As far as plot and characters and everything else, it was similarly basic. And again, I don’t mean that in a bad way. There were a few characters that did get some dimension added to them, as far as the way they acted or the decisions they made. Sepetys did a nice job demonstrating for a younger audience how sometimes circumstances put us in a position where the “best” choice is not the one we would prefer to make, but are forced to make. Lina’s eyes are opened on this front a few times throughout the novel, as she makes judgements about people and then has to pull back and reevaluate when she sees their realities, which is a great lesson (for any age reader). Lina’s relationship with her mother and brother, and memories of her father, are close-knit and strong from the start, so watching them develop and become ever stronger under duress was a key aspect of this novel. You can feel Sepetys’ own strength of feeling about family in all of those aspects. There’s also a sweet little romance that Lina gets to have, showing the strength humanity has to endure even under the most extreme conditions – it’s youthfully pure and a nice foil to the horror that pervades every other part of the novel.
Speaking of which, from the very beginning Sepetys does not hold back with her descriptions and portrayals of the torturous, horrific and often deadly conditions these Lithuanian (and Latvian and Estonian and Finnish, etc.) families and characters faced. Considering the writing style she used was one aimed toward, at least in my opinion, younger YA readers, the subject matter definitely pushes boundaries there. Considering Lina and her younger brother’s ages when they actually experienced these atrocities, and the importance of people finally learning/knowing about this piece of history, it’s (again, in my opinion) fine. I just want to make sure that there is clear content warning about these pieces of the book (death, murder, starvation, sexual harassment/abuse, myriad mental/emotional/physical abuses against prisoners, slurs of various kinds, etc.) so that any readers, but especially young ones (and their caregivers), go in prepared. Finally, I did think the inclusion of Lina’s art, as a coping mechanism and a method of communication, was a nice touch – really connecting the reader to the character. Also, a great demonstration of how each person who suffered this life had their own hobbies and skills and dreams and individualisms and all of that was lost and forgotten in this move to eliminate them. Adding it back into Lina’s story gave her back the humanity that was stolen from her.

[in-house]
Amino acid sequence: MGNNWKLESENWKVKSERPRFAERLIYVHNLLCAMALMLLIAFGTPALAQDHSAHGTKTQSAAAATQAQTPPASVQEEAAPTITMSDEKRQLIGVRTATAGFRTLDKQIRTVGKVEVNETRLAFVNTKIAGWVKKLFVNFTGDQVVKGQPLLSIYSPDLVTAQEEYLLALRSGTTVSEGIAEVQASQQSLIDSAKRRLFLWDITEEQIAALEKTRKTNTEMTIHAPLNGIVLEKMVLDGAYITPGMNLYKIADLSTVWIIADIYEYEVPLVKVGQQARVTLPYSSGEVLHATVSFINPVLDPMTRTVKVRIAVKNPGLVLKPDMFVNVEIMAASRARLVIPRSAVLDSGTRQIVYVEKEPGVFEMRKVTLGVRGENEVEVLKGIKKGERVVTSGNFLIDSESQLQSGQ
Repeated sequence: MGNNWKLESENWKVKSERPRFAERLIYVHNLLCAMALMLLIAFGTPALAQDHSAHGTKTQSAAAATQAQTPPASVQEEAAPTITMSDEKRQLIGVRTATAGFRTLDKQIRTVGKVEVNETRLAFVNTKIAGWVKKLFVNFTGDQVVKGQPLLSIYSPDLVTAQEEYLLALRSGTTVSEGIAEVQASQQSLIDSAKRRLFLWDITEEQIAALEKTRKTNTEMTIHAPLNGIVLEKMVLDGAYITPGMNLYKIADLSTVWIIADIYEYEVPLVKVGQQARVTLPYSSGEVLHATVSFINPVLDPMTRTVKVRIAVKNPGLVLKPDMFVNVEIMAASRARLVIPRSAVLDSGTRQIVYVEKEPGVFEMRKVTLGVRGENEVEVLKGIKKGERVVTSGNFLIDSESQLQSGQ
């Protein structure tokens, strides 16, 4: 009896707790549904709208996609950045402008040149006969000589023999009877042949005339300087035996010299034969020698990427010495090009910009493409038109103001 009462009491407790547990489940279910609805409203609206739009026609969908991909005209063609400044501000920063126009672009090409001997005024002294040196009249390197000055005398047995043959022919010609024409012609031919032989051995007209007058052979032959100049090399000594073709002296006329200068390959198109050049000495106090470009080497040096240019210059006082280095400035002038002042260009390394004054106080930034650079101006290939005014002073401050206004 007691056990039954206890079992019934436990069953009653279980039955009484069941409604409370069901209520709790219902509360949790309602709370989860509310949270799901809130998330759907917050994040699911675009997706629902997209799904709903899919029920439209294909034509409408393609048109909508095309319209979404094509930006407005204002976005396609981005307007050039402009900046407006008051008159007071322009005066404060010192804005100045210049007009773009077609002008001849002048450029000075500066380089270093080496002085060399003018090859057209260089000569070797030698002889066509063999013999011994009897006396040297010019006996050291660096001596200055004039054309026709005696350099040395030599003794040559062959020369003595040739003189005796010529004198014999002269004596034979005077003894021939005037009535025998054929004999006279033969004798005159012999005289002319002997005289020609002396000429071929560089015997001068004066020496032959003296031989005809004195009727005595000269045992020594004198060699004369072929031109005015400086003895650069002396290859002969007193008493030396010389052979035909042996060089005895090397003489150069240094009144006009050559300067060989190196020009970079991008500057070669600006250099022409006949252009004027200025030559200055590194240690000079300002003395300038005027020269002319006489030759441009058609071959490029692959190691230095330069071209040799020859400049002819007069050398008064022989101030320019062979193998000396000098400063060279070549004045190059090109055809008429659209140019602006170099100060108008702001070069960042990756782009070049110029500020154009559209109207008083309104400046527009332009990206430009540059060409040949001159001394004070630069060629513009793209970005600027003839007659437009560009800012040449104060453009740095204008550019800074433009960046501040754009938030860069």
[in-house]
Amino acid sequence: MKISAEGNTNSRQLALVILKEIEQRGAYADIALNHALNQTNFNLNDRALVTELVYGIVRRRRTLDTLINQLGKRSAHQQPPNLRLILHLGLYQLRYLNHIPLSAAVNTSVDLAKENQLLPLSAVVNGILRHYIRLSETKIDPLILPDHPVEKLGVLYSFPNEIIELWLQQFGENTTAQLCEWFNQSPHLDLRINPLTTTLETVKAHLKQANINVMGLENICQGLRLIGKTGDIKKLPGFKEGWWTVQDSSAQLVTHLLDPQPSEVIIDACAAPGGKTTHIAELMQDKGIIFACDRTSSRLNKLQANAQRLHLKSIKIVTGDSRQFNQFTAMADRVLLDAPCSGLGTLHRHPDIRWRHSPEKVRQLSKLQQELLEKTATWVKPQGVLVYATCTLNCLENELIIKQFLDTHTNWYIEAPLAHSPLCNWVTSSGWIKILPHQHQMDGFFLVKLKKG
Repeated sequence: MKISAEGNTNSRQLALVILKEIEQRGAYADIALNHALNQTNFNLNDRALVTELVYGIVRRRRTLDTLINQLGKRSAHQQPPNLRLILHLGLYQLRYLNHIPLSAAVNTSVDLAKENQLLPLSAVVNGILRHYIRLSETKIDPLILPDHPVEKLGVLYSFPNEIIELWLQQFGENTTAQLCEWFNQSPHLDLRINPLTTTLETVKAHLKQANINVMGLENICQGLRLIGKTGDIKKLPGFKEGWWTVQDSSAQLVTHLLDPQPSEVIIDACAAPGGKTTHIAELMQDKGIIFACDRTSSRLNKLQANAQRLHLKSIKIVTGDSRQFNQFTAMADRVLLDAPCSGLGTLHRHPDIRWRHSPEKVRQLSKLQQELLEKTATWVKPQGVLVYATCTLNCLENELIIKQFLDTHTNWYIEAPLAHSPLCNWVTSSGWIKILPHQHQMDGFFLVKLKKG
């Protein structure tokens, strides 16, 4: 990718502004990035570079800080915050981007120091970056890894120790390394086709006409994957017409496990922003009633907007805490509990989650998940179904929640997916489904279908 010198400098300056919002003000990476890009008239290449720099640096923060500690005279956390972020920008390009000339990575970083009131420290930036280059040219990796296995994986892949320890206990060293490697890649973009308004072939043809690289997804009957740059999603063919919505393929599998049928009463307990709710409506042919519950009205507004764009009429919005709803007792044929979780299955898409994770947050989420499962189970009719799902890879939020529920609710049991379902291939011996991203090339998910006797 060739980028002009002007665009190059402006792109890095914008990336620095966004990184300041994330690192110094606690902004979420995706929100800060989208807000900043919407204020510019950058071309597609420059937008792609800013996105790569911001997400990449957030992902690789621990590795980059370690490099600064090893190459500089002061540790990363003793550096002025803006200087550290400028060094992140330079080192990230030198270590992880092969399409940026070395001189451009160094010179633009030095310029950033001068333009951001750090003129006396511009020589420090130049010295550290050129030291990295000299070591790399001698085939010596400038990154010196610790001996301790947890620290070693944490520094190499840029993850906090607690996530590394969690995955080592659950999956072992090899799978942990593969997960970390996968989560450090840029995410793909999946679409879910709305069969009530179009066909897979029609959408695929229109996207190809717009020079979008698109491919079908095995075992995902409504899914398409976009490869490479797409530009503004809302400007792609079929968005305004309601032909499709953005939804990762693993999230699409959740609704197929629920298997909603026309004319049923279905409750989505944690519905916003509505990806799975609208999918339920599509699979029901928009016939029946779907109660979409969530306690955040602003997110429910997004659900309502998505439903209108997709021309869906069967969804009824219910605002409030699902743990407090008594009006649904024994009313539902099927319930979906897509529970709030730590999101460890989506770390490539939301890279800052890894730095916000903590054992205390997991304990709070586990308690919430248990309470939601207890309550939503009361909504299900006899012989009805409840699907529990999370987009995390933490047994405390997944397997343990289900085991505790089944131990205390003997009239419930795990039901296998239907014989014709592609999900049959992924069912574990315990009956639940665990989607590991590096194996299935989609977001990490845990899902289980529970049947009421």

At the end of the day, I really appreciated this novel and the chance to read it. Stylistically and in execution, it was nothing particularly unique or spectacular. However, it does a thorough and honorable job recognizing a people and a piece of history that has been forced under the rug and pretended to not exist so long that as a world, we’ve moved on to the point where a clear and vocal global recognition is likely lost. So, thank you to Sepetys for giving these lost voices a platform. And as a reader, I thank Sepetys for giving me the reason and push to go look for more information on my own history, past this novel. That’s a worthy accomplishment for an author/book.